D.N.J.: Residual smell of MJ can still provide PC

“The Officers testified the smell of marijuana can remain in the area, or linger on clothing or other items, after marijuana is removed from the area, before or after it has been smoked. … It can also be difficult to detect whether a smell is of raw or burnt marijuana if both smells are in the same location, but regardless, the smell of marijuana is still present. … Even Defendant’s expert conceded it was possible the Officers could have smelled burnt marijuana in their proximity to the vehicle. … Therefore, regardless of whether the Officers specifically observed raw or burnt marijuana, it was certainly reasonable the smell was emanating from the vehicle at the time the Officers noted same, giving them probable cause for the search.” United States v. Harris, 2023 U.S. Dist. LEXIS 147948 (D.N.J. Aug. 23, 2023).*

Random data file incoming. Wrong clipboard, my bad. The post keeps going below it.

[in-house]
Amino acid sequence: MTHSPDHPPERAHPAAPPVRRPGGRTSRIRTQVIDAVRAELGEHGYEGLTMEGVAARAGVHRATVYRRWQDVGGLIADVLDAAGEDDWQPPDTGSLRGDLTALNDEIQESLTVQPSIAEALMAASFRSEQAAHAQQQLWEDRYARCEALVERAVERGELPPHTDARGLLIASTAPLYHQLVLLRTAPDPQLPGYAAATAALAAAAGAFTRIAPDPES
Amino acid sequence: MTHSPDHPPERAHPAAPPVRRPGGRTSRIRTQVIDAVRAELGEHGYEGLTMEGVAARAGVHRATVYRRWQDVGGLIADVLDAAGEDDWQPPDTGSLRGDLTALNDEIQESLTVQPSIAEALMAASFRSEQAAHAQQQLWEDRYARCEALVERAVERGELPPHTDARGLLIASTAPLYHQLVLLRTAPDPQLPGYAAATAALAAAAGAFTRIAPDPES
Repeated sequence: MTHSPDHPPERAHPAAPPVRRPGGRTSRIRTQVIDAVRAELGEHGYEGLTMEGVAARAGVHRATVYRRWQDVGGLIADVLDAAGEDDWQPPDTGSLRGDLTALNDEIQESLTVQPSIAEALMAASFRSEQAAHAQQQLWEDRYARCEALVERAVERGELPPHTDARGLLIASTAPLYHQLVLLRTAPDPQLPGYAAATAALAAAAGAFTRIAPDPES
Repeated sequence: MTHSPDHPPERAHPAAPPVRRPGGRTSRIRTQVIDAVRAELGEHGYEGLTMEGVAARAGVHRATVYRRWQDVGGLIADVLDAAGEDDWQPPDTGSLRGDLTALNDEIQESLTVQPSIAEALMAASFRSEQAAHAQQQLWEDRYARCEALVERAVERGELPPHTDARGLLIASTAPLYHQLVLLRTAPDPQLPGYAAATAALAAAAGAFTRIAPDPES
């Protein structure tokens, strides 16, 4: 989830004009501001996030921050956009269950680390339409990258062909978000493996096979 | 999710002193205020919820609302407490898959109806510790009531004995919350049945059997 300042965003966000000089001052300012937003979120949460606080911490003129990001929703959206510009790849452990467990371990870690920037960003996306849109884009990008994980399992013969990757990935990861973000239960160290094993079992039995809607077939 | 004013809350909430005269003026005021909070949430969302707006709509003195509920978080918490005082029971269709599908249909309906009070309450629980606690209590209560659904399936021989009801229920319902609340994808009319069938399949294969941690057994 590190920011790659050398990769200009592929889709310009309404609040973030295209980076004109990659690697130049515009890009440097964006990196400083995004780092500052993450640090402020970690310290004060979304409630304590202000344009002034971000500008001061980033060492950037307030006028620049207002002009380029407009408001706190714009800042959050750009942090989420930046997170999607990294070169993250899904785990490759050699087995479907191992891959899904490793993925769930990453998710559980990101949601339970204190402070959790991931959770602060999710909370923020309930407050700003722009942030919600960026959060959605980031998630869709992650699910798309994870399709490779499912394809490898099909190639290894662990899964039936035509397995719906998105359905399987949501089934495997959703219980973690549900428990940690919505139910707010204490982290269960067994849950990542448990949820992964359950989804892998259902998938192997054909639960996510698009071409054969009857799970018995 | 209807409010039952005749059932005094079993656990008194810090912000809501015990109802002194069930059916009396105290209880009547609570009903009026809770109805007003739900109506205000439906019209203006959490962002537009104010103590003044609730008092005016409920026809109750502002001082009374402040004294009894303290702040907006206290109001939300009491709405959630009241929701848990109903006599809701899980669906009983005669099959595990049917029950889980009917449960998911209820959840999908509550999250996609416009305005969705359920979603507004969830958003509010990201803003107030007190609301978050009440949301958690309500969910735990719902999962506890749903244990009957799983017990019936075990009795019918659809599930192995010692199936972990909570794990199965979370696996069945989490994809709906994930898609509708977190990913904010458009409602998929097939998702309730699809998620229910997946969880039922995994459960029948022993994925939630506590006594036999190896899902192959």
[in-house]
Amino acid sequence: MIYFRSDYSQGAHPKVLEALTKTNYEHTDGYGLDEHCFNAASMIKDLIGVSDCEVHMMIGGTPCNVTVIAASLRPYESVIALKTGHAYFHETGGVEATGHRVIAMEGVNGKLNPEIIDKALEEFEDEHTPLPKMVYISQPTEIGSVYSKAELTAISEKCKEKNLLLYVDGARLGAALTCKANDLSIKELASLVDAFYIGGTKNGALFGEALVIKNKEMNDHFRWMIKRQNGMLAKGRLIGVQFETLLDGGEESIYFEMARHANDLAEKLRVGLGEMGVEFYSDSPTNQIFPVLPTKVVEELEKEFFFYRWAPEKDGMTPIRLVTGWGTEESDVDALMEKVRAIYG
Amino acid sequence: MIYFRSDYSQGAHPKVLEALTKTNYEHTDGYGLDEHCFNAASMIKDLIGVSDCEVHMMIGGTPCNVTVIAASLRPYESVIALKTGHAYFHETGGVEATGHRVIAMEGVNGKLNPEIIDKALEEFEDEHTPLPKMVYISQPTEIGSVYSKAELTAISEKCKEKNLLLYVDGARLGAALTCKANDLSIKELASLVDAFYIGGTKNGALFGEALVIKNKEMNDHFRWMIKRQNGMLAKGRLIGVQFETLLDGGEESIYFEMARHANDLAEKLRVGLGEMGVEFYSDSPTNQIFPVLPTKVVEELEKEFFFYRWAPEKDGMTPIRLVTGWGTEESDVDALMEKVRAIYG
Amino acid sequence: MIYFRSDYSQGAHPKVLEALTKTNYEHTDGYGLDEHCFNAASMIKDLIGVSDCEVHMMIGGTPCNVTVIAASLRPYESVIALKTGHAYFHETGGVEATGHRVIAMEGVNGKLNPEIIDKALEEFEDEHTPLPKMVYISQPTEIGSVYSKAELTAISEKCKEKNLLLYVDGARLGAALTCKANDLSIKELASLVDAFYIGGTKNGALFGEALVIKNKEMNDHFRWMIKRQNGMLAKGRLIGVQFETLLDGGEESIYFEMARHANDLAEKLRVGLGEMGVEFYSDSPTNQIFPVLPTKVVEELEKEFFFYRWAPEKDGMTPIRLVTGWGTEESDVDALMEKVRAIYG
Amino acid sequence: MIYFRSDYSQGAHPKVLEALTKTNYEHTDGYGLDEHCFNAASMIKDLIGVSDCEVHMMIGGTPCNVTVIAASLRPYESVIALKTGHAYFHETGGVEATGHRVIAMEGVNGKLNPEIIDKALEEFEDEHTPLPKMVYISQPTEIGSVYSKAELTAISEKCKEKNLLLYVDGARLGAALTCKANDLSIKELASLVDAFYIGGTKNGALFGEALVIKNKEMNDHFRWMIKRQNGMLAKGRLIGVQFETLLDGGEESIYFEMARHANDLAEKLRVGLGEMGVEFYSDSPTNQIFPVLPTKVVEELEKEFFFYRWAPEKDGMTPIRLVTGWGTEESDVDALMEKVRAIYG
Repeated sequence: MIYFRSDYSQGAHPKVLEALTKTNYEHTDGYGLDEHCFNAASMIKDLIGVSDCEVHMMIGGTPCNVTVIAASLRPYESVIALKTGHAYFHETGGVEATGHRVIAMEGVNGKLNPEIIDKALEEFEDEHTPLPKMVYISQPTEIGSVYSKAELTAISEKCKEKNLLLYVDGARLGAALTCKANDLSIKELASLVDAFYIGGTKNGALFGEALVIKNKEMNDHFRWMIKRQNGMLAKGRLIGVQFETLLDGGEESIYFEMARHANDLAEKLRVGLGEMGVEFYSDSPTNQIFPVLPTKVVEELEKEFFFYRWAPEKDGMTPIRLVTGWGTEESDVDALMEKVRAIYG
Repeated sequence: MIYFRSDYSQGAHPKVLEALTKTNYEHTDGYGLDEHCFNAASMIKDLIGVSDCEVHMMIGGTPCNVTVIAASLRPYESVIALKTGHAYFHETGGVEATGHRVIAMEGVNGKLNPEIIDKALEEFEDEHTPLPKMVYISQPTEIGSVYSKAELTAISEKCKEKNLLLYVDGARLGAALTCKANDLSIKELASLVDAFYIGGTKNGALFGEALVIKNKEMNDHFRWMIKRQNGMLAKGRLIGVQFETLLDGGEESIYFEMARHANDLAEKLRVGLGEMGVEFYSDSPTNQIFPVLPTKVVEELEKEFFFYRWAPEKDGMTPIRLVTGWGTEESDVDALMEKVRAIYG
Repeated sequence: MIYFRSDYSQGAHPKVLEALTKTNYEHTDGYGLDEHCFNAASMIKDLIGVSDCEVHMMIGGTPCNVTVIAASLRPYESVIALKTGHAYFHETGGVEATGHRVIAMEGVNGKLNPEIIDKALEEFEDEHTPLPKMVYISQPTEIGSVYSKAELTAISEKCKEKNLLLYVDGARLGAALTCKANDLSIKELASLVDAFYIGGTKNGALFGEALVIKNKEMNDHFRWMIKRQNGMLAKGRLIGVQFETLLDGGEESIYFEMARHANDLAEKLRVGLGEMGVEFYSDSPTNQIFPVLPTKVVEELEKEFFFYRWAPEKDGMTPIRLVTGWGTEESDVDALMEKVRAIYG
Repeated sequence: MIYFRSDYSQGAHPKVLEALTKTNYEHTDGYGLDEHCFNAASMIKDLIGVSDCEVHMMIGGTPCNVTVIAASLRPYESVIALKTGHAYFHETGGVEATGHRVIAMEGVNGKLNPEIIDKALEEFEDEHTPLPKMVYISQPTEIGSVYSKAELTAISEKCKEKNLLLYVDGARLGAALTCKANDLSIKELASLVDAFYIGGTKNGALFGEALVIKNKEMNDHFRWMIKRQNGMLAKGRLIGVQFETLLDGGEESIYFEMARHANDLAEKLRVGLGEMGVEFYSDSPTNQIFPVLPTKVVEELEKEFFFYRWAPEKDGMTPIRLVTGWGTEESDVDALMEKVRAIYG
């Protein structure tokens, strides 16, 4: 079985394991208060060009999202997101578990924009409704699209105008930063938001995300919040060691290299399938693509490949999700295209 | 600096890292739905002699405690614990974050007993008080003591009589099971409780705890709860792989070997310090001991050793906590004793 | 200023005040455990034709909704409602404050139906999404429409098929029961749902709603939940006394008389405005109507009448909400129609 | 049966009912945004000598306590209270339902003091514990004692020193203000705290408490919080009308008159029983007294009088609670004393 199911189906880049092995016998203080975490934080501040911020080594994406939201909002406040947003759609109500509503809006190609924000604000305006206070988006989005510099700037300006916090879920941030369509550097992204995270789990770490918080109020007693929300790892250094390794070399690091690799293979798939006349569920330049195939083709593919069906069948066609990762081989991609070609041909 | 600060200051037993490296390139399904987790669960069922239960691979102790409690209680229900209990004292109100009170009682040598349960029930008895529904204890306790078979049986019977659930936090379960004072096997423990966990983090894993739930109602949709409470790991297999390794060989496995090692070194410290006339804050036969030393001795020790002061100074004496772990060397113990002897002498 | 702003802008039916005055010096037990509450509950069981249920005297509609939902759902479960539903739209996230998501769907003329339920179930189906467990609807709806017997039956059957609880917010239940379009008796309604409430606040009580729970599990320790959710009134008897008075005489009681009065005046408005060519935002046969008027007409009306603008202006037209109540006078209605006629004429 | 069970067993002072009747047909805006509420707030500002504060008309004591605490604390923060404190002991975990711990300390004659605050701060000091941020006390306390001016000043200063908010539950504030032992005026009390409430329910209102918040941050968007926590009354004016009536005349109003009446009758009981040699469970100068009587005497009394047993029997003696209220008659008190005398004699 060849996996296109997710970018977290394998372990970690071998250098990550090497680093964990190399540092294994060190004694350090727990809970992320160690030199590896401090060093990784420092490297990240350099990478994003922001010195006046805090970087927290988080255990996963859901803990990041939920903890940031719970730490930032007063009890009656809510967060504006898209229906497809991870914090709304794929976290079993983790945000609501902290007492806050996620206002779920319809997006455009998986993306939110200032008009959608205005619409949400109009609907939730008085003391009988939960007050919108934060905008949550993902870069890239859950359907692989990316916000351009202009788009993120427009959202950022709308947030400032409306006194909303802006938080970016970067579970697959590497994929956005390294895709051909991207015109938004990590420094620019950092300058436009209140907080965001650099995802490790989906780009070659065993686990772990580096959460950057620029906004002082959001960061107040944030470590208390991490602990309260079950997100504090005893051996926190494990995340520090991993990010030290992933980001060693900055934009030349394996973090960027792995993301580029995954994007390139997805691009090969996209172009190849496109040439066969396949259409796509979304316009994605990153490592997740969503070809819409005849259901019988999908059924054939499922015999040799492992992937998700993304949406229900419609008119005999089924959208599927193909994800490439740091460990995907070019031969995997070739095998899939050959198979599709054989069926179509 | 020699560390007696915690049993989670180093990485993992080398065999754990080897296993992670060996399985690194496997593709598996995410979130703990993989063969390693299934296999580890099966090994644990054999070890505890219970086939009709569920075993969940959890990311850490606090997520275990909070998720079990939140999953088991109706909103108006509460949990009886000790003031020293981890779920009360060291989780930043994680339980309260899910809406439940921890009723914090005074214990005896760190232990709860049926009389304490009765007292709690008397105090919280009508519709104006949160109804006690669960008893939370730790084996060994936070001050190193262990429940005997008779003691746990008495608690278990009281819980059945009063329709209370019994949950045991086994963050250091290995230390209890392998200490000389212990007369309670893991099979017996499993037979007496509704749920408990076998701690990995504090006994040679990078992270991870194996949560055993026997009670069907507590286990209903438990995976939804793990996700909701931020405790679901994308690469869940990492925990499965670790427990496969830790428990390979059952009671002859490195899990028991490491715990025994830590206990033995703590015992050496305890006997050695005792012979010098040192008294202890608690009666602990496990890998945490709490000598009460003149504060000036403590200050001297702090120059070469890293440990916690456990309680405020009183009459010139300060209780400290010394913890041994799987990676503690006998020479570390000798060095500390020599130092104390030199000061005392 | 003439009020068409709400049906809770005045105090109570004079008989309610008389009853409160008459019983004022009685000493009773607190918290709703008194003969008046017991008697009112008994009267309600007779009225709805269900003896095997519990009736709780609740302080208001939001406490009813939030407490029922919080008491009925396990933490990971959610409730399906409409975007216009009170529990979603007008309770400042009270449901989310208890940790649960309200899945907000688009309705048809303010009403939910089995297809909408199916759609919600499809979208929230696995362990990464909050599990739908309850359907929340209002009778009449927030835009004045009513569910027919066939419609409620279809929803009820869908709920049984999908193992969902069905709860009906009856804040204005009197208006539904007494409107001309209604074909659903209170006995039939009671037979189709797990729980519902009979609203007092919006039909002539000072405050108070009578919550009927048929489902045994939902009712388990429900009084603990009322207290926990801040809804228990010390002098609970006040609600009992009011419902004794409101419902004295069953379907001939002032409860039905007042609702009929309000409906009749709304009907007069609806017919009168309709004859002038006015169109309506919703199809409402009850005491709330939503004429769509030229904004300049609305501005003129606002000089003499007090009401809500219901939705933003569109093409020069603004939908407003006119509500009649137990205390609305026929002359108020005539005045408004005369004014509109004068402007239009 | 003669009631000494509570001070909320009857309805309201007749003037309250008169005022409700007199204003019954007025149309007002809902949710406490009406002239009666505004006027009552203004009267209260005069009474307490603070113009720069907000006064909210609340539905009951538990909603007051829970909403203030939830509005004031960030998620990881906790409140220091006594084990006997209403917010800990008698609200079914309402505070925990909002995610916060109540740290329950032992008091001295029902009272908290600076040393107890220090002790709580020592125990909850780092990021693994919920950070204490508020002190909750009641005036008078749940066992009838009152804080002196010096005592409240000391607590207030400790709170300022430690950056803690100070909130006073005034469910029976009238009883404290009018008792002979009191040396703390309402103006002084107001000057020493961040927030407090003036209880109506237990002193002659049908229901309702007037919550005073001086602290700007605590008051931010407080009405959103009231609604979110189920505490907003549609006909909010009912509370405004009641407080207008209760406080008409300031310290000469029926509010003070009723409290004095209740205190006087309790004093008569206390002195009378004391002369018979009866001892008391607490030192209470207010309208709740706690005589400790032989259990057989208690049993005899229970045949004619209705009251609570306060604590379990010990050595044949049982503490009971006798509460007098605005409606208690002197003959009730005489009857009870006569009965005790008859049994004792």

“But the affidavit referenced multiple witness statements, the gun recovered from his associate’s home, and video evidence. Even if this did not ‘push this warrant past the probable cause goal line,’ … there was enough information in the affidavit such that the officers’ reliance was not ‘entirely unreasonable,’ Proell, 485 F.3d at 431.” And the good faith exception applies. United States v. Dankemeyer, 2023 U.S. App. LEXIS 22152 (8th Cir. Aug. 23, 2023).*

Defendant was a passenger released at the scene. Another officer arrived and essentially ordered him to stay. There was no justification for that seizure. Budimir v. State, 2023 Ind. App. LEXIS 243 (Aug. 23, 2023).*

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